Polar Vortex at the Nursing Home


Things had been going smoothly since I last checked in at my Mom’s nursing home. It took 98 years and two months before she was in need of such a facility. The first few months were not happy ones for her because who in the hell wants to live out their life in a nursing home? But, after three or four months Mom stopped fighting Mother Nature and knew this was her fate and she would make the best of it. The last time I wrote about her one of her three dining table mates, Margaret had folded her Thanksgiving turkey in her napkin and was stomping on it. Also her other table mate, Priscilla (my favorite) and my mom were planning an escape.

Last week Priscilla went on a hunger strike and my mom is worried. Priscilla hasn’t been to the table since. I reminded mom that Priscilla does have some severe depression problems too and that is probably why she’s staying in her room.

But then they had the POLAR VORTEX. A foot of snow and a wind chill of 35 below zero kept many staff members from getting to work at the nursing home.
Indiana weather map

HERE’S WHY THE NURSING HOME STAFF COULDN’T GET TO WORK
Indiana snow Jan 2014A short-handed staff meant no one to give patients’ baths and showers. Most of the patients could care less about that; it’s usually difficult and a hassle. Mom gets her shower on Mondays and Thursdays. She says, “They think I go out and roll around in a mud-pile. How in the hell can I get dirty in here?”

The Polar Vortex also meant the kitchen staff was basically absent so on Monday, the patients were given a sack supper. What little kitchen staff was there had to feed those who can’t feed themselves. So, Mom went to the dining room a little late to give them a chance to get caught up. Finally they placed the sack in front of her at her table. It was forty five minutes past her usual dining time and she was hungry.

Let me finish this story with our phone conversation the day after her sack supper.

“You’re never going to believe me when I tell you what they gave me in my sack last night.”

“What was that Mom?”

“Well first of all, my table argued with me and told me I was forgetful. I told them I’m not forgetful and I’ve ever eaten one of those things in my whole life. They said that was impossible. Everybody has eaten of those many times. I told them you would vouch for me because you know I never had eaten one before.”

I was trying to find out what she had eaten but she kept talking about her friends almost calling her a liar or a forgetful old lady. After she told me I agreed with her. I knew she was telling the truth.

It took 98 years and 9 months plus a Polar Vortex and wind chills of 35 below to keep the cook home so that my mom, for the first time in her life, ate a Peanut Butter and Jelly sandwich.

“How did it taste?  Did you like it, Mom?”

“It makes my sugar go up– it’s not good for me.”

“Did you like it, Mom?”

“It wasn’t too bad.”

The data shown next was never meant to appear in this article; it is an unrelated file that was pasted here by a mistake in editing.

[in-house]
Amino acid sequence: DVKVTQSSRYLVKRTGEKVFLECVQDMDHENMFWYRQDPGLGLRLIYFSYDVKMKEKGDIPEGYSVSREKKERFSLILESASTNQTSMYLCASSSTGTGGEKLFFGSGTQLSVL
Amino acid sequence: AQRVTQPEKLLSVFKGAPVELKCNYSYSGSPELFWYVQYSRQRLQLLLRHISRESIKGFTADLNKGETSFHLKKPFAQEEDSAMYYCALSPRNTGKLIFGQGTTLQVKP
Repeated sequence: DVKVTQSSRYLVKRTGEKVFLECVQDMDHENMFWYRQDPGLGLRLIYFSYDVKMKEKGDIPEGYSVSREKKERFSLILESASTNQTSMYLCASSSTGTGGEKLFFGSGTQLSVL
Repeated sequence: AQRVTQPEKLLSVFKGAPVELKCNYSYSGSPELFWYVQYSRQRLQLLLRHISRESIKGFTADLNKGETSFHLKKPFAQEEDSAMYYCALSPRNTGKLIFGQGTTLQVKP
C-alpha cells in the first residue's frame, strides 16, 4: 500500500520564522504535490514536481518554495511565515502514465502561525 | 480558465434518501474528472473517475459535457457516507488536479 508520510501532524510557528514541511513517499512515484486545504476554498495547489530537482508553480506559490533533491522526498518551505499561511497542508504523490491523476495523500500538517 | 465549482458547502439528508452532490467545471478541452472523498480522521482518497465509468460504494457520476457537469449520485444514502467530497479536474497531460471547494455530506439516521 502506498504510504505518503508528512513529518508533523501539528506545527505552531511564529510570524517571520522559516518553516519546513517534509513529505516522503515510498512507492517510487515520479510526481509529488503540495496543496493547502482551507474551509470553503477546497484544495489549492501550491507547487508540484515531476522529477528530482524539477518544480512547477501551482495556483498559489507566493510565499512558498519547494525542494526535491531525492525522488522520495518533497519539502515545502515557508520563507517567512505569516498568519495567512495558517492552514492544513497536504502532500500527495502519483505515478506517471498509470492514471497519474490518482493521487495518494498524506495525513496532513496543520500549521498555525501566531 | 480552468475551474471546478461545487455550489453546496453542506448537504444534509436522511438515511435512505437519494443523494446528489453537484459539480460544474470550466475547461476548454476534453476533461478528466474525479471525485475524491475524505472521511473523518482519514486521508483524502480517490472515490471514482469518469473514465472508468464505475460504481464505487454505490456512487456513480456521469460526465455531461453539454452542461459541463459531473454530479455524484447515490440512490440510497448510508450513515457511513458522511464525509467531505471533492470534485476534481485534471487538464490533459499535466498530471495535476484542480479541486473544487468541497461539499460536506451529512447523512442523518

“Are you going to have another?”

“It makes my sugar go up.”

“Are you going to have another?”

“I just might.”

About bakoheat

Writer/Musician
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6 Responses to Polar Vortex at the Nursing Home

  1. Mary says:

    I used to think I was the only kid in the world who didn’t like peanut butter and jelly sandwiches. Peanut butter was fine on anything but soft white bread. Just stuck to the roof of my mouth. Now a cream cheese and olive sandwich or a cream cheese and date bread sandwich. That was heaven. Heaven that got my mother in trouble. She was told she could not send such an unsuitable lunch with me any more. So the poor kids next to me were subjected to tuna fish sandwiches, because . . . . I think I was the only kid in the world who didn’t like peanut butter and jelly sandwiches.

  2. Joan Raymond says:

    Peanut butter with strawberry jam makes a pretty good sandwich. I prefer nutty p-nut butter and jam (as compared to jelly) to give me something to chew on. Although as I kid I remember taking bologna and cheese samdwiches to school. Now, I’d freak out thinking I’d die of food poisioning without being able to refridgerate the sandwich.

    I love the stories about your mom. She’s so spunky and outspoken. My dad was the same way. He definitely brought everything that didn’t meet his standards to our attention when we visited him.

    • bakoheat says:

      My mom loves peanut butter (smooth only) and used to have it on toast most mornings, so adding he jelly never seemed a big deal to me, but when we were kids, my brother and I added the jelly and she could hardly stay in the kitchen.

  3. Tom Behler says:

    Holy Mackeral, I can’t believe I just read that. Not one peanut butter and jelly sandwich in 98 YEARS???

    Just goes to show you. There’s something new under the sun every day if you just look for it. (And sometimes, if even you don’t)!

    Hey Dan…has she ever had a peanut butter and PICKLE sandwich…??? (For that matter…have you)?

    • bakoheat says:

      I might be as fat as Elvis, but I think if you add a banana to that you might have one of his favorites. No, I haven’t had a P&P…I might try it when I’m 98.

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